It really is a busy period of the year for JRPGs. We’ve got Atelier, Pokémon, Monark, Triangle Strategy, Edge of Eternity, and more, all coming out in a short span from one another. I worry that it means that people will overlook Rune Factory 5, because, from the couple of hours I’ve played so far, this one might be the most humble of them all, but it’s also the most delightful.
In Rune Factory 5 you play as an amnesiac (no one’s going to accuse this JRPG of being original in its narrative ambitions) who finds themselves in a sleepy little village way out in rural somewhere. From there they make friends with a wide range of different, and eclectic, characters, venture out into the monster-infested world to find resources and undertake quests, and indulge in a bit of farming in their downtime. This is all familiar stuff to Rune Factory, but then Rune Factory isn’t one of those series that necessarily demands innovation. There aren’t really any other properties out there that do what this series is doing, so it can settle into its own groove, and since it has been a full ten years since the last new Rune Factory (and we nearly didn’t get it at all since the original developer went bankrupt), having something that reminds us of what we love about Rune Factory, bundled up into a modern package, is welcome in its own way anyway.
With that being said, people who thought Pokémon Arceus was let down by its visual engine are going to have a meltdown over Rune Factory 5. For something that is humble in scope and technically simple, the popup and low levels of texturing that are a feature of this game’s technical design are going to come across as tacky. The art direction is exceptional (particularly the character portraits), and the enemy monster designs during the RPG questing are a delight. I absolutely loved the first boss fight against a nine-tailed fox in particular, but the overall technical execution is going to be the thing that results in Rune Factory 5 struggling in comparison to the deluge of other JRPGs that are landing over the next couple of months.
People who actually play Rune Factory 5 won’t care though, because every other quality about this game cuts through whatever mild disappointment you might feel from first looking at it. There is a warm, pastoral quality behind Rune Factory 5, much like every game in both its series, as well as Harvest Moon/Story of Seasons, and that warmth is comfort food gaming at its finest.
There’s actually something very cultural about these games. For those who aren’t aware, Japan has a rapidly aging and shrinking nation, and particularly for the youth, all the jobs are in the major cities. So, while Tokyo, Osaka, Sapporo, Nagoya, Sendai and other such cities have flat or even growing populations, the decline in small towns and farming villages has been dramatic. You can buy big houses in these areas for virtually nothing as they’re desperate to get people into them. And with that comes something of a counter-cultural movement, with a tiny few people looking for a simpler, quieter life choosing to give up a lot (work opportunities, money, lifestyle conveniences) to and live in and enjoy the peace of these fading towns. These kinds of stories are frequent in the Japanese mainstream media, and the likes of Rune Factory act as something of an analogy for this story and desire. It very much feeds into the counter-cultural idea that you don’t need to live in a big city in Japan to enjoy a good life.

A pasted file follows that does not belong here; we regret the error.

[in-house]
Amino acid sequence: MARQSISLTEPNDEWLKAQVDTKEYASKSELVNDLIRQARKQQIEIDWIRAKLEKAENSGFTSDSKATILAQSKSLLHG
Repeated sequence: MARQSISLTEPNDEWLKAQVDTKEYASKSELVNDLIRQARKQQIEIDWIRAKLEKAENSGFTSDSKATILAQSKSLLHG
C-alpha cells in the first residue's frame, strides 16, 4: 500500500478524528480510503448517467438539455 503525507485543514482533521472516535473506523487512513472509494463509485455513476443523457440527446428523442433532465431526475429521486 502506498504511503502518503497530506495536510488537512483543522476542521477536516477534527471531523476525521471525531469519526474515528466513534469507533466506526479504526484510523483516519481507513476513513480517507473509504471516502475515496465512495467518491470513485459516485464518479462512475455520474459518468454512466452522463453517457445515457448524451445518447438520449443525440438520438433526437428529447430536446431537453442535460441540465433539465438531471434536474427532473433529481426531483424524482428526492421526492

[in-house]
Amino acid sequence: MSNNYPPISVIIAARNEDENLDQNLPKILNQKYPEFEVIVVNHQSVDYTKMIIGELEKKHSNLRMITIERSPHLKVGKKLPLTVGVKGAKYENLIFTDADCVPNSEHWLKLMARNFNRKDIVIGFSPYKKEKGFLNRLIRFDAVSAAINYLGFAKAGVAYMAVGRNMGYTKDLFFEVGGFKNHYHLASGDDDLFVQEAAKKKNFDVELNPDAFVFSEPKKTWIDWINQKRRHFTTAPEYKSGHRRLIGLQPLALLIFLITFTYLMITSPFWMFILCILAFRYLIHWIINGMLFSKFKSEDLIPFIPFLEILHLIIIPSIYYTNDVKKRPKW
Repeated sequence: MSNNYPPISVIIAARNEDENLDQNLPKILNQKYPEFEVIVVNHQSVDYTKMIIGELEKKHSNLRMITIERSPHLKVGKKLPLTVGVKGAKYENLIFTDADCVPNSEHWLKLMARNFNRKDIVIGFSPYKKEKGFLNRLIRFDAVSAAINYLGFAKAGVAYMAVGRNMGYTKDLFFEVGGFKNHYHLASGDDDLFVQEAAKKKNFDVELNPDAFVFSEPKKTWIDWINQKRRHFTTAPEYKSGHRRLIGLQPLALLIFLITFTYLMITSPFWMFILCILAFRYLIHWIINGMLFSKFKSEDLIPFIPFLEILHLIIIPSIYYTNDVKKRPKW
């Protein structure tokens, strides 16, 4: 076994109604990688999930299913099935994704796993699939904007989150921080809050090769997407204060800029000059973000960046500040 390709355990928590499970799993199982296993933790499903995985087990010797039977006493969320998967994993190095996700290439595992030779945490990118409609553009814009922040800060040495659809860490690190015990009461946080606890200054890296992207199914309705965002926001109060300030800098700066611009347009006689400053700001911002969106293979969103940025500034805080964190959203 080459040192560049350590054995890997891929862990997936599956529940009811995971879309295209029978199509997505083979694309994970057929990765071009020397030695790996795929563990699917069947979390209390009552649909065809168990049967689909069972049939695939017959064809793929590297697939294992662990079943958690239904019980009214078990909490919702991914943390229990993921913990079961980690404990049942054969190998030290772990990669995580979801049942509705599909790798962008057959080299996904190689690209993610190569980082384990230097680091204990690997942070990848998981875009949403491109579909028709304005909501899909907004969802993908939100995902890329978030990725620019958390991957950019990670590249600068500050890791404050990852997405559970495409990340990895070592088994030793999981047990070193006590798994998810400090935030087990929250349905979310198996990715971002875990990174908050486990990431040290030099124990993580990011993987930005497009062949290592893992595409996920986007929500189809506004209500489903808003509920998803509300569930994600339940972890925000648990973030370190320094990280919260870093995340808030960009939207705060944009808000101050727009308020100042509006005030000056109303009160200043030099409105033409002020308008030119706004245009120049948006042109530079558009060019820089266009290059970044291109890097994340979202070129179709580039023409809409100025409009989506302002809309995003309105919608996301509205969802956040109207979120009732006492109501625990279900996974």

Almost everyone you meet in Rune Factory 5 is a warm, friendly soul, and those that aren’t still have an aura of such goodness about them that you know they’re going to grow to become a good friend. This isn’t a town that is particularly concerned with the hustle for money, and amusingly, even when a shop sign says it’ll be open at 10:00am in the morning, you’ll be waiting until 10:30 or 11:00 for the shop owner to bother waking up. Small town life indeed. They’re also a laid back bunch and you find yourself making decisions for the entire town within days of moving in, ongoing amnesia and all, because the mayor just can’t be bothered doing it themselves.
There’s also a great sense of humour that runs through the whole thing. Not laugh-out-loud funny, perhaps, but like the rest of the game, it’s warm. Wry little jokes about learning languages in the span of three sentences, or a boy enthusiastically getting beaten up by a girl. Those kinds of slice-of-life jokes in the moment. Accross the cast of main characters (who I assume will become the love interests), you’ll find a wide range of personalities, and they’re all fun to bounce off in their own way. I suspect that, like with every other Rune Factory and Story of Seasons game, actually committing to one chracter to marry them will be quite the challenging decision, but for now I’m enjoying getting to know them all.
There’s also such a great feedback loop built into Rune Factory 5. You can barely take five steps without skilling up in some way or another. In the stream that I played (above), I got skill up points for simply taking a bath. It might almost seem excessive to reward the player for doing literally nothing but watching a little cut-scene, but then you remember that most video game these days are punitive, and hold things back from players who don’t spend vast amounts of time (if not money) in them. Rune Factory is, instead, positive about these reward loops, and it comes across as both quaint (though in a good way) and generous.
I’ve only played two hours of Rune Factory 5, but I’m already hopeless enamoued in it. The goodnaturedness of it is infectious, and while I haven’t had the chance to experience the special events, the deeper dungeons, or even start farming anyhing more than turnips, I just know that, much like an Animal Crossing or Story of Seasons, this is a place I’m going to want to putter around and lose myself within for quite some time to come.